But what had me guessing was this bee that was only visiting the faded flowers of the plum tree.  I find that so unusual as their were plenty of fresh flowers around even on the same tree.  So why should she do that?  Just to keep me guessing?

We do care about the other visitors to the garden and we have put up some more nest boxes this year.  However, the wren has decided to make a nest in the coils of rope Kourosh has left in the outside workshop.  We try not to go too near it but it looks beautiful constructed from moss that has been gathered.  At least it must have been easy gathering moss this year!

We always hear the cuckoos at this time of year but rarely see them, however, this year we have spotted one that comes in a tree at the bottom of the garden.  Kourosh has even managed to take a short video of it “singing”.  It is fun to hear the first cuckoo but if you are working a lot in the garden it does not take long before you wish it had another tune to sing.

We are now being promised more sun and less rain.  I truly hope the forecast holds true this time.

The bees have had enough of being stuck in the hives sheltering form the rain.  They are hoping for sunshine as there are plenty of flowers available for them now.

 

 

 

 


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March in the garden

Up till now we have been subjected to chaotic changes in the weather this March.  High winds, freezing temperatures overnight, sunshine and rain and more rain and clouds with temperatures about ten degrees under seasonal average take turns to fill the days.

The first of March saw the plum tree flowers frozen and brown.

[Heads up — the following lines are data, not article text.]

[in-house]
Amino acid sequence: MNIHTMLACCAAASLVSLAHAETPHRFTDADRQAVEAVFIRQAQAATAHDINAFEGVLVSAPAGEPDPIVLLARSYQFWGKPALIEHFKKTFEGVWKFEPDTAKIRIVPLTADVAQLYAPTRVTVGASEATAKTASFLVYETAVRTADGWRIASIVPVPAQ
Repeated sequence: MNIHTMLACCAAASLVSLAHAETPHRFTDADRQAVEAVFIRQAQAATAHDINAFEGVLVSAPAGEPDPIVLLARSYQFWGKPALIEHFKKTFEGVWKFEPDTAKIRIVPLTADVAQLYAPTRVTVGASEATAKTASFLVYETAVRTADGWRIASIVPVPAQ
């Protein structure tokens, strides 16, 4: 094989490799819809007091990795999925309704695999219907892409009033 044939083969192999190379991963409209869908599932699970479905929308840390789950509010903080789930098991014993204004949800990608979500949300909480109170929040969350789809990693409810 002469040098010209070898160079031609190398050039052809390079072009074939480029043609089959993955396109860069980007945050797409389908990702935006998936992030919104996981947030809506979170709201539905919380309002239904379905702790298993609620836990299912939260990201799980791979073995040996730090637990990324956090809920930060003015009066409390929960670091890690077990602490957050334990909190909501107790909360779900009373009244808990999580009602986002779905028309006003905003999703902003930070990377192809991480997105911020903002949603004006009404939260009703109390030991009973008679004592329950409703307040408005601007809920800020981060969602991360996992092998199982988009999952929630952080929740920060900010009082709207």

Whereas a week earlier it had been full of flowers.

Four rows of broad beans were frozen overnight in an extremely low temperature.  I could have avoided the damage by simply covering the plants with a fleece or even some newspaper but they completely slipped my mind.

It has not been all bad news and the Goat Willow (Salix caprea) is open and welcoming the honey bees, bumble bees, solitary bees and butterflies – especially when it is sunny.  As you can see our hives are very close to the willow, which is on the left of the picture, so they can take advantage of short sunny spells in between the rain.  Standing under the tree and listening to the hum above your head feels so peaceful.  There is a 19 second video if you would like to share the bees.

It is good to see the girls collecting such healthy sized sacs of pollen.

The willow provides nectar as well as pollen.  This is a  Andrena cineraria (Ashy mining bee).  They have nested in the past under the large plum tree.

Checking under the plum tree I saw a number of male Andrena cineraria flying over the ground and this one was kind enough to pose on a daisy for me while he had a snack.  It looks like they are keeping to the same nesting area.

Last week the Osmia cornuta emerged from their holes.  The males emerge first and on sunny days they fly constantly around the bee hotels hoping for a female to emerge.  I have just seen a female prospecting one of the bee hotels so it will soon be time to watch the nest building.  Check out last year’s post if you would like to see more.

On the opposite side of the garden from the bees is an area that has always been full of lesser celandine (Ficaria verna).  I do my best but I find it difficult to do more than try and keep it out the borders.

I probably would not mind it so much if the bees liked it but usually it is only flies that I see on them.

One thing you can be sure about bees is that you can never say never, when it comes to their behaviour.

Keeping on the unusual – this is a double headed daffodil.  It is the first one I have seen.  Is it unusual?

This hyacinth is probably easier to explain, as it looks as if it has self-sown.  Not very striking but at least it is a pretty colour.

It might be worth looking under your Hellebores as there are lots of seedlings under mine.

Looking closer the second leaves are just starting to appear but they could easily be overlooked by an enthusiastic weeding.

This spring has been so wet and windy that I have come to realise how useful the downward facing flowers of the Hellebore are.  The pollen is kept dry for the bees and they are sheltered from the winds that make flying and nectar gathering difficult.

The green tubular structures are that the bee is visiting are the Hellebores nectaries and provide nectar which is collected by honey bees and so very valuable to the overwintering queen bumble bees when they awaken on warmer winter days.